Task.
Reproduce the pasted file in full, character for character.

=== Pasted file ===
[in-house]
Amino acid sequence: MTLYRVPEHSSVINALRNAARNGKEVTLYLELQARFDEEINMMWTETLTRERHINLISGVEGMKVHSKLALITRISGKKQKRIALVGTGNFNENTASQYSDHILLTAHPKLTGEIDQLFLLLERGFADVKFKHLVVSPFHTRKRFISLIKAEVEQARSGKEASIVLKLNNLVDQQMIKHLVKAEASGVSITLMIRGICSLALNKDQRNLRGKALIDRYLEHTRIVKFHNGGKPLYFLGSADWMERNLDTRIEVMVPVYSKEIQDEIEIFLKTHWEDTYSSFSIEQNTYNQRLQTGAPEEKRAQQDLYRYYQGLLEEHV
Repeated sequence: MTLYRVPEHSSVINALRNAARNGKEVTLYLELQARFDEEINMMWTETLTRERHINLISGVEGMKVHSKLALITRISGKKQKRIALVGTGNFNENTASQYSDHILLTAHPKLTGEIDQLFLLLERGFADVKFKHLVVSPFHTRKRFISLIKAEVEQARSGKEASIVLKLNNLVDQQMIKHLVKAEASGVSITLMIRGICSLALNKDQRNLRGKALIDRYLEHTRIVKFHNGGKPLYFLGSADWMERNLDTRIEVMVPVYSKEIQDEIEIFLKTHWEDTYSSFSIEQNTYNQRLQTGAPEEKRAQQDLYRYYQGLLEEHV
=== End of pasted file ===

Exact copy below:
[in-house]
Amino acid sequence: MTLYRVPEHSSVINALRNAARNGKEVTLYLELQARFDEEINMMWTETLTRERHINLISGVEGMKVHSKLALITRISGKKQKRIALVGTGNFNENTASQYSDHILLTAHPKLTGEIDQLFLLLERGFADVKFKHLVVSPFHTRKRFISLIKAEVEQARSGKEASIVLKLNNLVDQQMIKHLVKAEASGVSITLMIRGICSLALNKDQRNLRGKALIDRYLEHTRIVKFHNGGKPLYFLGSADWMERNLDTRIEVMVPVYSKEIQDEIEIFLKTHWEDTYSSFSIEQNTYNQRLQTGAPEEKRAQQDLYRYYQGLLEEHV
Repeated sequence: MTLYRVPEHSSVINALRNAARNGKEVTLYLELQARFDEEINMMWTETLTRERHINLISGVEGMKVHSKLALITRISGKKQKRIALVGTGNFNENTASQYSDHILLTAHPKLTGEIDQLFLLLERGFADVKFKHLVVSPFHTRKRFISLIKAEVEQARSGKEASIVLKLNNLVDQQMIKHLVKAEASGVSITLMIRGICSLALNKDQRNLRGKALIDRYLEHTRIVKFHNGGKPLYFLGSADWMERNLDTRIEVMVPVYSKEIQDEIEIFLKTHWEDTYSSFSIEQNTYNQRLQTGAPEEKRAQQDLYRYYQGLLEEHV